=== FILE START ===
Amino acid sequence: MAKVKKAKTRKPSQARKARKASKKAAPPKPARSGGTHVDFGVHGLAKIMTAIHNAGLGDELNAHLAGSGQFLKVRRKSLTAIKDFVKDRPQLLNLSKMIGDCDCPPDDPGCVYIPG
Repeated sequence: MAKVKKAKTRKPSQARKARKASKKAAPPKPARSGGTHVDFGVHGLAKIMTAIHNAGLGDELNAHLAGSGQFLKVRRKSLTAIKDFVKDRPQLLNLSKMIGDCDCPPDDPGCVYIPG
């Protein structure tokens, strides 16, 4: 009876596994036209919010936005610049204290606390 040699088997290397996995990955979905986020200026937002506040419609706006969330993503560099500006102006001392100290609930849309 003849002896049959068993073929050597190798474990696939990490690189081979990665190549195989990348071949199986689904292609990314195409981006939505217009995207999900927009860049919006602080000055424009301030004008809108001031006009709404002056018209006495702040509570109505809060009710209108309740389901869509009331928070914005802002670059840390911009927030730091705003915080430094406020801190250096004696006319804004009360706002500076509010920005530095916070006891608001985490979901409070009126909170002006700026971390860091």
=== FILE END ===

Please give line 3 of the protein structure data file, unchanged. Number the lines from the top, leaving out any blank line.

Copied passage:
């Protein structure tokens, strides 16, 4: 009876596994036209919010936005610049204290606390 040699088997290397996995990955979905986020200026937002506040419609706006969330993503560099500006102006001392100290609930849309 003849002896049959068993073929050597190798474990696939990490690189081979990665190549195989990348071949199986689904292609990314195409981006939505217009995207999900927009860049919006602080000055424009301030004008809108001031006009709404002056018209006495702040509570109505809060009710209108309740389901869509009331928070914005802002670059840390911009927030730091705003915080430094406020801190250096004696006319804004009360706002500076509010920005530095916070006891608001985490979901409070009126909170002006700026971390860091």